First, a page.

On Sunday, the Texas Department of Public Safety began temporarily increasing its patrol presence in the Rio Grande Valley and establishing “regulatory checkpoints” to check driver license and other registration requirements, according to a news release the agency issued Friday afternoon.
“Law enforcement has identified various criminal activities and unsafe driving behaviors in South Texas that has led to the launch of this short-term enforcement effort in the Rio Grande Valley,” the release stated.
The release did not specify — and a DPS spokesman declined to comment on — how many additional troopers will be in the area or how long the extra troopers will be deployed in the region. Also unclear is the manner of the checkpoints, how many will be in operation or where they’ll be.
“The press release describes the regulatory checkpoints and what their purpose is,” DPS spokesman Tom Vinger wrote in an email in response to a request from The Monitor to explain the checkpoints.
The full clause from the release introducing the checkpoints reads, “DPS will enforce motor carrier regulations, and will establish regulatory checkpoints to ensure compliance with state driver license, insurance, vehicle safety and registration requirements.”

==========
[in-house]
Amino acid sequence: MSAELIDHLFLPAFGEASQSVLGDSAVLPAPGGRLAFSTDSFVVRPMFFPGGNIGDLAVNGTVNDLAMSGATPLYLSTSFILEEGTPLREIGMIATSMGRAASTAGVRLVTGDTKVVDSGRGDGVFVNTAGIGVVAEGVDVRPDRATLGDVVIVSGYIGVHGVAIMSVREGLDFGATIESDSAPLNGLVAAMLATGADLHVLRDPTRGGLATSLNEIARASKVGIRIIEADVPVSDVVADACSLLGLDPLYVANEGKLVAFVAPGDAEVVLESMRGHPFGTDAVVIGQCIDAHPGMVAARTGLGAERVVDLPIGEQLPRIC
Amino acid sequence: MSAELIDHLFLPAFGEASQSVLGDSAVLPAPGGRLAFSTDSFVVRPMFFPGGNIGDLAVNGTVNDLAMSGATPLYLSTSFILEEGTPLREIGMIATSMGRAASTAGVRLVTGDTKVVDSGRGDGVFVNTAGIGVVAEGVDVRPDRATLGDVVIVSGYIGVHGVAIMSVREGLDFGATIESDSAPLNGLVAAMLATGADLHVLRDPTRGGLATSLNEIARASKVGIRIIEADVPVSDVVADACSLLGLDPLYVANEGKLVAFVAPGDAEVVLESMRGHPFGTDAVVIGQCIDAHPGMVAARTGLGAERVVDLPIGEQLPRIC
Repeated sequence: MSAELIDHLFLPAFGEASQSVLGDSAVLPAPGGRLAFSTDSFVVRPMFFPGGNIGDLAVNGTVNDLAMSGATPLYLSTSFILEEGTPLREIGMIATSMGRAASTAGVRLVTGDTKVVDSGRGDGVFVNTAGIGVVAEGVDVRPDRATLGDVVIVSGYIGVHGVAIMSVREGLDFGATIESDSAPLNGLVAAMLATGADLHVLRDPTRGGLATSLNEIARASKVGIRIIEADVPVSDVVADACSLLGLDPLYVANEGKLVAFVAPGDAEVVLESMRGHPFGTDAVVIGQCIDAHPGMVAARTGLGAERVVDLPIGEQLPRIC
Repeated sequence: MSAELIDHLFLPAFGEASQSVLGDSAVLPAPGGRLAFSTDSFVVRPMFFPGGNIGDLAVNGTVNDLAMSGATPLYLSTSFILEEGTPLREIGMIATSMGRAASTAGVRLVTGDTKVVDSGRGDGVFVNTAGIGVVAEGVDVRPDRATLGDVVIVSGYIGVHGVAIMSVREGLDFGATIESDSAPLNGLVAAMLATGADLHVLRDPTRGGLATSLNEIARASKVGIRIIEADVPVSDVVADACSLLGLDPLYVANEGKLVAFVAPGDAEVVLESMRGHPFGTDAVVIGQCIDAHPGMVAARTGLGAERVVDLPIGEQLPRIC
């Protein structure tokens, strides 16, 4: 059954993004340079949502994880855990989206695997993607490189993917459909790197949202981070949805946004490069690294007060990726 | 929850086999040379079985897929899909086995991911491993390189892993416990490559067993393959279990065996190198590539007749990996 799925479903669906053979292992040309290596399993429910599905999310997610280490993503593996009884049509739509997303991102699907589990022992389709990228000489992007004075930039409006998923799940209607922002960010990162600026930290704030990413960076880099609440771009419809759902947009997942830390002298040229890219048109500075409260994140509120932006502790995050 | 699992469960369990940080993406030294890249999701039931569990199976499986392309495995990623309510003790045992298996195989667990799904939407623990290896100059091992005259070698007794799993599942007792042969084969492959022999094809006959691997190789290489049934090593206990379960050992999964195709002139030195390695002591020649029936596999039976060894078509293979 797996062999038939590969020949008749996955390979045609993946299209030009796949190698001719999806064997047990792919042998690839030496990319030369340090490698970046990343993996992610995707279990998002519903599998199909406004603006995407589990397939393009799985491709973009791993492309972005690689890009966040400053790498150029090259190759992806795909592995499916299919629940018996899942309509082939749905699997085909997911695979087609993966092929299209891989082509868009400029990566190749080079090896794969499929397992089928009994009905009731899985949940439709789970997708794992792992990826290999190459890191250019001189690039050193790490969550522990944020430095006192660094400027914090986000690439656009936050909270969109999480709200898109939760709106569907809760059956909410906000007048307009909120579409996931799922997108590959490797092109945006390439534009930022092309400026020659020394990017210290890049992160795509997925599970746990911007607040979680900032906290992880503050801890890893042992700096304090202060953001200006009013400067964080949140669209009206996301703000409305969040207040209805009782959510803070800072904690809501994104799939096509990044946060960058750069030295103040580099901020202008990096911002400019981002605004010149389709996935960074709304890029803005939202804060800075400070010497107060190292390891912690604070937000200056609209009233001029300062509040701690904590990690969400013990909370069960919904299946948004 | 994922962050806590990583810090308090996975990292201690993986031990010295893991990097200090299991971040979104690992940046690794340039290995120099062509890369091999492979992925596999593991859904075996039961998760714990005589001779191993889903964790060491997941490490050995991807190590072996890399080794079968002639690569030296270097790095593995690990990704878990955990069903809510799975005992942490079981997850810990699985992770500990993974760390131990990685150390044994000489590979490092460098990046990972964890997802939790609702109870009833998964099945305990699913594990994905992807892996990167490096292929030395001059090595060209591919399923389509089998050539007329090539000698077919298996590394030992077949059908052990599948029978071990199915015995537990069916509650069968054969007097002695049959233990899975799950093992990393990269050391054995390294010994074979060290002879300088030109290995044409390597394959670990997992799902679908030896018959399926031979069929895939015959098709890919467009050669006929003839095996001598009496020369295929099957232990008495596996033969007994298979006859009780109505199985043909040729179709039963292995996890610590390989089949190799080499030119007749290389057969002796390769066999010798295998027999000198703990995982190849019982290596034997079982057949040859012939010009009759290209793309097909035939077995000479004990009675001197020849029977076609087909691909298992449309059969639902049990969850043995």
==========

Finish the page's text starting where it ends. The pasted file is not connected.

The release called the program a “multi-agency initiative,” during which local, state and federal law enforcement agencies will increase river, air and road patrols, but local agency heads say they are not expanding patrols.
Hidalgo County Sheriff Lupe Treviño said patrol deputies in the county’s largest law enforcement agency will not alter their day-to-day operations.
“Our folks are going to be on their regular beats doing their regular stuff,” he said.
Similarly, Mission interim Police Chief Robert Dominguez said his department would not increase patrol shifts, but would continue already routine efforts to assist DPS when necessary.
When asked to clarify what made the initiative a multi-agency effort, Vinger only repeated a line from the release that, “This is a coordinated law enforcement effort.”
Though the extent of their cooperation is unclear, Treviño and Dominguez both said they are happy to have more state troopers in the area.
“Obviously, we appreciate the Department of Public Safety bringing in these additional troopers,” Dominguez said.
Also praising the initiative, the sheriff said the strategy was tried and true.
“It’s the old increased police presence decreases criminal activity,” the Mission interim chief said.